• You should control the narrative – not your franchisees. First and foremost, if you do not include an Item 19 in your FDD, your prospective franchisees will consult existing franchisees to discuss their profitability as franchise owners. If your system is new or you have few franchisees, this talk among franchisees may not provide the clearest picture of the strength of your system. As a franchisor seeking to grow your system, you should be the one making the disclosures so that you control the narrative about your business’ financial health.
  • You will reduce risk. If you don’t include an Item 19 in your FDD, you increase your liability exposure. Consider that sales personnel or others who work on your behalf may make intentional or inadvertent representations about your business’ performance which, if you failed to include an Item 19, automatically places you in violation of franchise laws.
  • An Item 19 provides a concrete profile of your business. An Item 19 creates a clear avenue for providing performance information, which will help your prospective franchisees make smarter decisions about whether to contribute to the franchise system. It will also expedite the process by giving them concrete, tangible information about their potential ROI and the risks of buying into the business.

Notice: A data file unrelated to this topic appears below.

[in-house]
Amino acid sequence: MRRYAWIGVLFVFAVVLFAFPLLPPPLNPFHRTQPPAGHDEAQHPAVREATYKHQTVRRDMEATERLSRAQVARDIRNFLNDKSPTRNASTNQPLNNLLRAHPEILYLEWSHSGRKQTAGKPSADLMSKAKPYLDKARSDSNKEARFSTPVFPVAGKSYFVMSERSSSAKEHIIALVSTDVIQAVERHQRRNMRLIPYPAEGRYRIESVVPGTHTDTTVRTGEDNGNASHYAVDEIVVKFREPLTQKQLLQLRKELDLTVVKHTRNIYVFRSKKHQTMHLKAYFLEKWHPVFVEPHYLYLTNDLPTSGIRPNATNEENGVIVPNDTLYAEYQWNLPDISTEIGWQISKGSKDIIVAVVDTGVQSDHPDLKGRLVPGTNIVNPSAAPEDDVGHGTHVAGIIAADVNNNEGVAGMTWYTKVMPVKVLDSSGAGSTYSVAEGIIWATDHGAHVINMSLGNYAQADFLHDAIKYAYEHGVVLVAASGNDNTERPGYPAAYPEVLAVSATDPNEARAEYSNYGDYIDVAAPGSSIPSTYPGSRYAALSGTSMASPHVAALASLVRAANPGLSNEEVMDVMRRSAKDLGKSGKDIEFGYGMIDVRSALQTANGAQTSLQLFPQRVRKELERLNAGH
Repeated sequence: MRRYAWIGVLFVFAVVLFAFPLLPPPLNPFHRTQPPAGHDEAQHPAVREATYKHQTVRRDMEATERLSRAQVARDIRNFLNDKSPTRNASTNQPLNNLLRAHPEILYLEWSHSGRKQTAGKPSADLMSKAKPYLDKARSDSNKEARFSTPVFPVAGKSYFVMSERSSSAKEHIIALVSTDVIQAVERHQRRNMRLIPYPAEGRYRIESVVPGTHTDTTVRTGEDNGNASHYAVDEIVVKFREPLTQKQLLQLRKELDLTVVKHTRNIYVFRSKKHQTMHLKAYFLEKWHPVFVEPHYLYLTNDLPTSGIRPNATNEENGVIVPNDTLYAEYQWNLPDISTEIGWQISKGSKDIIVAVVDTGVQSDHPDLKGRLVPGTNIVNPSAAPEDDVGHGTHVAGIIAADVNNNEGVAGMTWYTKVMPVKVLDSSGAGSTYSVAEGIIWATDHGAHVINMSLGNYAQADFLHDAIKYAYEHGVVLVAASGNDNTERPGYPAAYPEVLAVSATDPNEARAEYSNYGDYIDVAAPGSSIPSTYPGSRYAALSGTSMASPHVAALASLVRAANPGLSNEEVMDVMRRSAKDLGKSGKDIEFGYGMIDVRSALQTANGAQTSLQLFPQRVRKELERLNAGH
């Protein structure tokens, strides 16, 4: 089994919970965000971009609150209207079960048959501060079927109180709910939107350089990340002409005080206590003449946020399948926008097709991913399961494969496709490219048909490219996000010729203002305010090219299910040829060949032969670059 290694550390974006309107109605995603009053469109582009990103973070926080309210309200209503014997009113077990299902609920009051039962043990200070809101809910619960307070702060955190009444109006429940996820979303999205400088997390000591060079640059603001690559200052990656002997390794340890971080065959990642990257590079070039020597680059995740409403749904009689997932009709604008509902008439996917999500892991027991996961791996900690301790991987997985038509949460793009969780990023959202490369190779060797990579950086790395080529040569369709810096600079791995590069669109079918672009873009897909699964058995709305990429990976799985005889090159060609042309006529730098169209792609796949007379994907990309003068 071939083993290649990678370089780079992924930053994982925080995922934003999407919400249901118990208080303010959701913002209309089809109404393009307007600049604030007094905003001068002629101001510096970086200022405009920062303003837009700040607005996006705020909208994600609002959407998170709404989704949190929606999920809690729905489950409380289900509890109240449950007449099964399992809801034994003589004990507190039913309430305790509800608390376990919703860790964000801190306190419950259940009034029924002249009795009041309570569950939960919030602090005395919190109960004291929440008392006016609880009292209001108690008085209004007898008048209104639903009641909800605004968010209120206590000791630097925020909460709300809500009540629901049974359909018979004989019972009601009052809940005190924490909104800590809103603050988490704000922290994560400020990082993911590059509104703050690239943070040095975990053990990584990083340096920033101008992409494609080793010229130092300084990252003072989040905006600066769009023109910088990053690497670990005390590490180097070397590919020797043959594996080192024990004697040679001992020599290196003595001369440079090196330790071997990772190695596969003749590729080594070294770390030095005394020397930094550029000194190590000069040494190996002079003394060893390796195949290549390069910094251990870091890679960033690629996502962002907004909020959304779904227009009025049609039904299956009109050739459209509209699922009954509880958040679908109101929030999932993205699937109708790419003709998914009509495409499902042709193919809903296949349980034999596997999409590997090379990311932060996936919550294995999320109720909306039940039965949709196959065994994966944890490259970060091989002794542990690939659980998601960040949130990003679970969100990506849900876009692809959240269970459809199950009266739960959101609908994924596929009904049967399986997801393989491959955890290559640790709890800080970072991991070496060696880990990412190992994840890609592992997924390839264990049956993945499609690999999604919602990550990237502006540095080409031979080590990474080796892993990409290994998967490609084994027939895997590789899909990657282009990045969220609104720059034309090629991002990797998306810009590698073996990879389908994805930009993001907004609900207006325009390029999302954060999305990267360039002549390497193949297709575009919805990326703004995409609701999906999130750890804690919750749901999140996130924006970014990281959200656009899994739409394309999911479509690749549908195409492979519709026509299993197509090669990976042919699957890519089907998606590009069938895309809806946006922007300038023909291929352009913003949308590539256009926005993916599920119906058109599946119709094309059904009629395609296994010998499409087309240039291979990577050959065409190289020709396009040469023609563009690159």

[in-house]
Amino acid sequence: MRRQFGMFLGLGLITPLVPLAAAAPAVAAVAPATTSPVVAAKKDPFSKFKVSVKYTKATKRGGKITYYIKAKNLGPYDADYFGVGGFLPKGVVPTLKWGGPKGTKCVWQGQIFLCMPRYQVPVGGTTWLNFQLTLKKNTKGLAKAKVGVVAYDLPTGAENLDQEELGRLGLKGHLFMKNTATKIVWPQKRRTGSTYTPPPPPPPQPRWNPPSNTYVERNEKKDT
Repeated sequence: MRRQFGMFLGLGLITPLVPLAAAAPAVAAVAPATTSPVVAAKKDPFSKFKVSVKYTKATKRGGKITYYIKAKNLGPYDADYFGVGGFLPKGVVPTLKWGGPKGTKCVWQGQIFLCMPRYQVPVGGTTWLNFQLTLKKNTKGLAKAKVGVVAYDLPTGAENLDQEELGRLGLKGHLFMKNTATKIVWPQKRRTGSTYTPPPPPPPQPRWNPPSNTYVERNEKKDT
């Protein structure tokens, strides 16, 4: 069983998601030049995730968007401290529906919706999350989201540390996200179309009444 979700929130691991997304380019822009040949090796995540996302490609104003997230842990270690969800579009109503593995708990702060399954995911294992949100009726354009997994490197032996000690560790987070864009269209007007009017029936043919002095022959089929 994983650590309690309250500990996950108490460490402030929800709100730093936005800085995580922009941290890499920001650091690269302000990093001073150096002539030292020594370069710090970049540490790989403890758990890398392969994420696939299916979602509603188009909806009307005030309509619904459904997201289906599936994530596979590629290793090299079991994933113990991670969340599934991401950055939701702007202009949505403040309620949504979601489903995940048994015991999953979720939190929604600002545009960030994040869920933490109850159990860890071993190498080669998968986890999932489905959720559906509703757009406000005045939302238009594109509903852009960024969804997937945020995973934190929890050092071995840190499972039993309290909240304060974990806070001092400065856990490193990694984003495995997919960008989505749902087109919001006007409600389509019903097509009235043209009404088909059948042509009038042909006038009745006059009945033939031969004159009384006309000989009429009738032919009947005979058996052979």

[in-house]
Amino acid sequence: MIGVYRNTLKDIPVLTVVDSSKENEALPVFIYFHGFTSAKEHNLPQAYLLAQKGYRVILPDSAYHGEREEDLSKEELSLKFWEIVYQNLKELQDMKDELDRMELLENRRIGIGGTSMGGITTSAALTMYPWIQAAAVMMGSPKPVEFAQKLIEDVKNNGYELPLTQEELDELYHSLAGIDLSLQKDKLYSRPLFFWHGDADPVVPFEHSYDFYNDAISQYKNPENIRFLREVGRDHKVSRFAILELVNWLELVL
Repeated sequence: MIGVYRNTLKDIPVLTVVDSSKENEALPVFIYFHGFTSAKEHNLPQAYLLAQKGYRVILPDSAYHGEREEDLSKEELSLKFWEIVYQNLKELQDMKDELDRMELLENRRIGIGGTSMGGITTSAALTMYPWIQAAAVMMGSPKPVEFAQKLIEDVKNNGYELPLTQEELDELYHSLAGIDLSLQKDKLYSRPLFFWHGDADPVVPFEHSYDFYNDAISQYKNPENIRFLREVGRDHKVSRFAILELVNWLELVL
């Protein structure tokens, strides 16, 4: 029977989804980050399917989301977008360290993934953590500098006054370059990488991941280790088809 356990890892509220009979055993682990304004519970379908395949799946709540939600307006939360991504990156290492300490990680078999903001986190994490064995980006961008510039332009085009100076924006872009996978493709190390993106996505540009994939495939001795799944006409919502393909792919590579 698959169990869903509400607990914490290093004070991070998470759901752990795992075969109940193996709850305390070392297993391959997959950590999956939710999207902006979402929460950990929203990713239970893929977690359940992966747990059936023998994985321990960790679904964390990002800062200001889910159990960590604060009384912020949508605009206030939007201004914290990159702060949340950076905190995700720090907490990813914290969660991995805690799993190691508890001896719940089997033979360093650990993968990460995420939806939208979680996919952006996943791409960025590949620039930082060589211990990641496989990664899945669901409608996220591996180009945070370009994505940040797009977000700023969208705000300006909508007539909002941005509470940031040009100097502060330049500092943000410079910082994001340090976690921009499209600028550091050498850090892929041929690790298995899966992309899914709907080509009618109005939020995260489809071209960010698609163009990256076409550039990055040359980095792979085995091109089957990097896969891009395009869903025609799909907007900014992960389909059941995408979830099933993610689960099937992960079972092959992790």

• Your disclosures instill trust. Including an Item 19 can inspire confidence in your prospective franchisees by setting a standard of transparency and honesty. In some cases, if you do not include one (but your competitors do), prospective franchisees may wonder what you’re hiding.

Helping your franchisees compare your business favorably to others can give you a competitive edge. It can provide you with instant credibility if your company has a strong track record of earnings and can serve as a powerful sales tool – not to mention, it can substantially reduce your liability exposure. If you have further questions about the Item 19 generally, or your business specifically, reach out to an experienced franchise attorney for guidance.

Photo of Ritchie Taylor, CFE Ritchie Taylor, CFE

Ritchie founded and leads the firm’s franchise practice where for 20 years he has served as the primary franchise counsel to hundreds of franchisors, franchisees, and dealer networks in their franchise and business matters. He has decades of experience helping domestic and international…